Another indication that the airstrikes may have been deliberate lies in the evidence that competing power centres seem to be in play in Washington. The war-hawks may have gotten their revenge for the peacemakers’ ceasefire. Defence Secretary Ashton Carter shows very little enthusiasm when it comes to cooperating with Russia, the country he has top of his ‘threat list’, while less blinkered American top brass apparently understand that there’s no getting around the fact that they must accommodate Russia’s interests in all this.
The ceasefire deal has not been universally accepted by US officials. Ashton Carter gave it a lukewarm reaction in keeping with his anti-Russia/Syria stance. Samantha Power, in her venomous remarks at the UN, leaves little room for doubt that she views Russia as an adversary. Her scathing criticism of Russia and Syria is rooted in a mindset of perceived superiority, arrogance and conquest, unable to get past the antagonism and hyperbole of war and proceed to level-headed rational conflict resolution.
The forgotten siege of Deir ez-Zor
Under siege for almost 4 years now, Deir ez-zor is a city of 200,000 civilians suffering a humanitarian crisis. In terms of international coverage, it has been a poor second cousin to Madaya. US and UK government agency-funded regime-change propagandists such as The White Helmets, The Syria Campaign and Hand-in-Hand With Syria ensure that the plight of Deir ez-Zor is swept under the carpet, while they amplify coverage of sieges of terrorist-held areas where they are embedded. Nevertheless, it is a site of intense suffering and starvation. Deaths from malnutrition and starvation have been reported, despite the best efforts of joint Russian-Syrian government deliveries of hundreds of tons of humanitarian aid, in addition to supplies from the United Nations World Food Program.
People there have to rely on eating grass and plants to survive, as basic food and fuel prices have spiralled under the control of ISIS. Faced with a decline in their revenues, suffering civilians are an easy target for price manipulation to compensate for declining revenues. Civilians also contend with the fear of ISIS shelling, which has caused civilian cas
ualties and the loss of electricity to many parts of the city.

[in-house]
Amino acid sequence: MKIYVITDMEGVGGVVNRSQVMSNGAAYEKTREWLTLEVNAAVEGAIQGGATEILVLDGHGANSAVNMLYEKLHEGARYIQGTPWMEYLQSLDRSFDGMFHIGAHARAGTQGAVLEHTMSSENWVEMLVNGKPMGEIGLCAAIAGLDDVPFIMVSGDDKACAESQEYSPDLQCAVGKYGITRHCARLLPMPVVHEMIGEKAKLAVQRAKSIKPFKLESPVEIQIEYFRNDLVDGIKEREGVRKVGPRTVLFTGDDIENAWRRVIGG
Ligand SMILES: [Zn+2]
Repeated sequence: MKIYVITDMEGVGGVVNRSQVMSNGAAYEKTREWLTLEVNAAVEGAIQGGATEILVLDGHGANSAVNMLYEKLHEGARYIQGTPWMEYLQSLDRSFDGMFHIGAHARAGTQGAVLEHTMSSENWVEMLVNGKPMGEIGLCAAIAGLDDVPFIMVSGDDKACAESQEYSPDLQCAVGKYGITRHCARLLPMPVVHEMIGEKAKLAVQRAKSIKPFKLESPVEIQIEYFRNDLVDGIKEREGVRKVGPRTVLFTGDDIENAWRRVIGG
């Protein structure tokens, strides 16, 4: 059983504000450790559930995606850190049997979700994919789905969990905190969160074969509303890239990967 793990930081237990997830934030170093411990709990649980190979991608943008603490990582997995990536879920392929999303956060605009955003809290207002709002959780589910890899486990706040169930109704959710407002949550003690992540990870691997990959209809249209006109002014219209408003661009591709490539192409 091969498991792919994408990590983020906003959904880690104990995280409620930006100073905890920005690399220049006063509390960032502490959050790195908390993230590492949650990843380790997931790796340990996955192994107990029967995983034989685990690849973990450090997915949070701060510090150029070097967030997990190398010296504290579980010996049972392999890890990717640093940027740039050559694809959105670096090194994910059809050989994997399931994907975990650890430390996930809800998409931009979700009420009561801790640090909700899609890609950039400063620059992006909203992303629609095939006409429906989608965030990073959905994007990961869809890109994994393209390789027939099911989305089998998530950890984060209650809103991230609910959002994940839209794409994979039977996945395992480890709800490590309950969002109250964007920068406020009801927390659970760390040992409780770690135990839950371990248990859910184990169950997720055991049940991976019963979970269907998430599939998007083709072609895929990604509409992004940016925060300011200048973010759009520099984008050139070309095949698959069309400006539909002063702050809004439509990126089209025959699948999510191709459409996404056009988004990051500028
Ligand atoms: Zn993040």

Deir ez-Zor suffers the consequences of Syrian Army forces being overstretched in their fight against numerous foreign-backed terrorist groups. The resources needed to make gains made in other areas detract from the forces needed to lift the siege of Deir ez-Zor and drive ISIS out.
Russian airstrikes aid in stalling ISIS advances on besieged government positions, in recent days killing 15 and wounding 40. The US airstrike could have disastrous consequences beyond the immediate loss of life of numerous Syrian soldiers and the capture by ISIS of the vital Thardeh Mountains overlooking the areas under government control.
The long-suffering people of Deir ez-Zor face an increased risk of being overrun by ISIS following the destructive US coalition airstrikes. They will feel even more vindicated in their widespread belief that the US created ISIS, unleashing the hounds of hell on their country.
The upshot of the heinous airstrikes is that Deir ez-Zor is still under siege. The western media forgets about this siege, even as it gives widespread coverage to the airstrikes. Its focus of “concern” for those suffering from sieges remains in Jabhat Fateh al-Sham-dominated east Aleppo. The ceasefire lies in tatters, just like Samantha Power’s reputation.
Russian Foreign Ministry spokesperson Maria Zakharova suggested that Power, rather than rub shoulders with Jabhat Fateh al-Sham terrorists and the “moderate opposition”, could visit Syria with Zakharova and meet people who are still alive “despite the almost six-year-old bloody experiment being staged on them with Washington’s active participation. Have no fear. With me by your side, nobody will harm you. You will have things to remember and, besides, you will have a chance to learn what ‘shame’ means.”
Paul is a budding freelance writer who currently works in the welfare industry in Melbourne, Australia.
Areas of interest include: Russia/US conflict, wars in the Middle East, particularly Syria, the conflict in Ukraine, the occupation of Palestine by Israel, the damage to our economies from the global financial markets, the debt trap imposed on states by bankers seeking to privatize assets and “reform” economies while they line their pockets with cash and impoverish local populations.